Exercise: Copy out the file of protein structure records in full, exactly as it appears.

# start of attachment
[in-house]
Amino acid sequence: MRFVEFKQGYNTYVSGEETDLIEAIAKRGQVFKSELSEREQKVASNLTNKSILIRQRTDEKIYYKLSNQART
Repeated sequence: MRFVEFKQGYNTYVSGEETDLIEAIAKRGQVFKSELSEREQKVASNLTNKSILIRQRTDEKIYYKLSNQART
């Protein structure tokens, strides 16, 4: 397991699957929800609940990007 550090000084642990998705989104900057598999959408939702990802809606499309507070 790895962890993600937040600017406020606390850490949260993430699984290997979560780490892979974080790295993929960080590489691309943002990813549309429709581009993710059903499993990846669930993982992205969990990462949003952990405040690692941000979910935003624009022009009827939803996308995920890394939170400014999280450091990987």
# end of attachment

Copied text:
[in-house]
Amino acid sequence: MRFVEFKQGYNTYVSGEETDLIEAIAKRGQVFKSELSEREQKVASNLTNKSILIRQRTDEKIYYKLSNQART
Repeated sequence: MRFVEFKQGYNTYVSGEETDLIEAIAKRGQVFKSELSEREQKVASNLTNKSILIRQRTDEKIYYKLSNQART
């Protein structure tokens, strides 16, 4: 397991699957929800609940990007 550090000084642990998705989104900057598999959408939702990802809606499309507070 790895962890993600937040600017406020606390850490949260993430699984290997979560780490892979974080790295993929960080590489691309943002990813549309429709581009993710059903499993990846669930993982992205969990990462949003952990405040690692941000979910935003624009022009009827939803996308995920890394939170400014999280450091990987």